The cocoa plant originated in South America. It was first cultivated and consumed by the Mayo-Chinchipe population around 3300 BC in the part of the Amazon region that is modern-day Ecuador. At the time, cocoa was not used for its beans, but instead for the sweet mucilaginous pulp that covers them.
The use of cocoa beans was initiated by the Olmec population living in the Gulf of Mexico 3,000 ago. This population used the beans to make a beverage that was dense and energizing: the “ancestor” of hot chocolate.
The same beverage could be found later among the Mayans, who toasted and ground the beans before mixing them with water. The liquid was bitter, and often mixed with flowers and local spices, like vanilla, chile pepper and annatto. The importance of cocoa became so high that the beans were used as currency and the beverage was used to symbolize human blood in religious rites (due to its red color when seasoned with annatto). The consumption of cocoa was restricted to important castes: kings, nobles, warriors and ministers during religious rites. The Aztec population adopted the same preparation techniques used by the Mayans.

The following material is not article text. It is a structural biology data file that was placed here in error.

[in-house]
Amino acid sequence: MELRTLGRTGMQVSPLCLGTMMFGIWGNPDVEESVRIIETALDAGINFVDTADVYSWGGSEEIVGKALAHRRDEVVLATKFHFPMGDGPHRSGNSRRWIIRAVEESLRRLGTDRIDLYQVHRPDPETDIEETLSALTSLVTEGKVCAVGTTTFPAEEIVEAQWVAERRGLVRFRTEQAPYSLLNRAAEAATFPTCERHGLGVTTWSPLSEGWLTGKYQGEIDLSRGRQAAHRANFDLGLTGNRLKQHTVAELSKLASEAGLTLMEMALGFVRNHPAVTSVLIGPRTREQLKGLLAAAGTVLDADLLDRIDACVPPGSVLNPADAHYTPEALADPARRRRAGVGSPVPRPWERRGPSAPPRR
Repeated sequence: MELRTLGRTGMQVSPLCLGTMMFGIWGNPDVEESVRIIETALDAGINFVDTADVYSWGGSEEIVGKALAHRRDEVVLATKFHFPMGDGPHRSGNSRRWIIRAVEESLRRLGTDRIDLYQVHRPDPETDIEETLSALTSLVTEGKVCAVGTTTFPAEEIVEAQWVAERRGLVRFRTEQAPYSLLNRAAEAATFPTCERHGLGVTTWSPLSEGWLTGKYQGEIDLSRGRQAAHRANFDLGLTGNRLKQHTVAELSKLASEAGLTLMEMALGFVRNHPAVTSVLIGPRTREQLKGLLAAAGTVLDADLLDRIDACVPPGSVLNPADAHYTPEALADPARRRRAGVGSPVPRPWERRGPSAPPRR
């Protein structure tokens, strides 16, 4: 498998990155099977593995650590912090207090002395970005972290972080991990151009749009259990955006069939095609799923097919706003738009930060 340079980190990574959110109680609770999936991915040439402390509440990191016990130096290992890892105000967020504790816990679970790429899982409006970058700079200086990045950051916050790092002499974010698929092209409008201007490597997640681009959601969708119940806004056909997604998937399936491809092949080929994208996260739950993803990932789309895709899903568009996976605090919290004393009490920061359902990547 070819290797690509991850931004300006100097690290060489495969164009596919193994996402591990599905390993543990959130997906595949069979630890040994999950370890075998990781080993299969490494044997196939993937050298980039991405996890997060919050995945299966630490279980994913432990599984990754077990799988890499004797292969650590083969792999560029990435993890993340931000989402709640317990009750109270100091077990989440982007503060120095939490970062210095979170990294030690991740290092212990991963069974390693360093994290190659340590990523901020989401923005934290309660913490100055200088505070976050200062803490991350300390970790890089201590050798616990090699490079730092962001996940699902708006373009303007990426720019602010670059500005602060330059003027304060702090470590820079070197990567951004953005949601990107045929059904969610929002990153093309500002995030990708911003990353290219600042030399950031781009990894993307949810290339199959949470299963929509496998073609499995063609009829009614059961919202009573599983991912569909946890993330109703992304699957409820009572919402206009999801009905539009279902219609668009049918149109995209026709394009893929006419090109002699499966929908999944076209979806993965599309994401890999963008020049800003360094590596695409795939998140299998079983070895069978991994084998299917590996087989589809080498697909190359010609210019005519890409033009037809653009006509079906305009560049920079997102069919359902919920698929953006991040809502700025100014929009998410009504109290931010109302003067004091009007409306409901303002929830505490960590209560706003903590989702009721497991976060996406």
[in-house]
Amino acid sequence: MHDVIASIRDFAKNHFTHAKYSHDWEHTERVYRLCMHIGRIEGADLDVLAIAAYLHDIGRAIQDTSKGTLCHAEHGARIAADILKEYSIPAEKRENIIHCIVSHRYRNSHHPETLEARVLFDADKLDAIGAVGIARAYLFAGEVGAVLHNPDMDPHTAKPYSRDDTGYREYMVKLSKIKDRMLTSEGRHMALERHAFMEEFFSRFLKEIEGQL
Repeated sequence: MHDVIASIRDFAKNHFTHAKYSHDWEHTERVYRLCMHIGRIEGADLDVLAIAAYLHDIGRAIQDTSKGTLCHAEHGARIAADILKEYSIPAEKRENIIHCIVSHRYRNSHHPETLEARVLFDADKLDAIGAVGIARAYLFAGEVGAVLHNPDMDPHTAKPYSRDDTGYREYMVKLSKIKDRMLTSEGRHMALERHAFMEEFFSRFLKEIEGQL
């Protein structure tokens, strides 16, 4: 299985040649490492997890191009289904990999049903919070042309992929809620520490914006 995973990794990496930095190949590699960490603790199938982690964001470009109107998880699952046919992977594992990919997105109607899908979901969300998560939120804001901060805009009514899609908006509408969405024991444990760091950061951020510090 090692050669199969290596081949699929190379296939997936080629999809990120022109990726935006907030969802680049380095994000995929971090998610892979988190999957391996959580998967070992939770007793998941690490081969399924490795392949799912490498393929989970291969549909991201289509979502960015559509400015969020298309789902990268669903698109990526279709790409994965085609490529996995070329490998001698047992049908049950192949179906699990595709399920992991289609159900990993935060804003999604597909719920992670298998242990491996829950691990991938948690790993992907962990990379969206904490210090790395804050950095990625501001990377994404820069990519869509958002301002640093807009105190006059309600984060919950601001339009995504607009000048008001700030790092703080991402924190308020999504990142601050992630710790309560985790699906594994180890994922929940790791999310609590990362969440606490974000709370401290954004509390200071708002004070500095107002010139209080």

The first Europeans who tasted the chocolate beverage were the Spanish Conquistadores of Hernán Cortés when they arrived on the Yucatan Peninsula. Initially the chocolate beverage was not appreciated, probably because it was bitter and unusual, but once it was sweetened with sugar, it became coveted. Chocolate quickly became a very fashionable drink in the Spanish colonies and was subsequently introduced in Spain after 1500. It was used as a medicine for various disorders and illnesses, and then became a delicacy with much-appreciated euphoric properties at the royal court. In 1615 when the Spanish Princess Anna married the King of France, Luis XIII, chocolate was taken to France and from there it traveled all over the European continent.
For many centuries chocolate was consumed only in its liquid form. Fry & Sons in England produced the first solid chocolate bar in 1847 by mixing cocoa with sugar and cocoa butter, using the hydraulic press, invented by Conrad Van Houten in 1828, to separate cocoa butter from cocoa solids. In Switzerland in 1867, Daniel Peter and Henri Nestlé created the first milk chocolate. In the early 1900s, modern chocolate was born after Rodolphe Lindt invented the conching process and after the introduction of roll-refining, which was used to produce chocolate without granulation.
Chocolate was no longer simply a medicine or a symbolic potion of early civilizations, but a sweet delicacy to be consumed around the globe.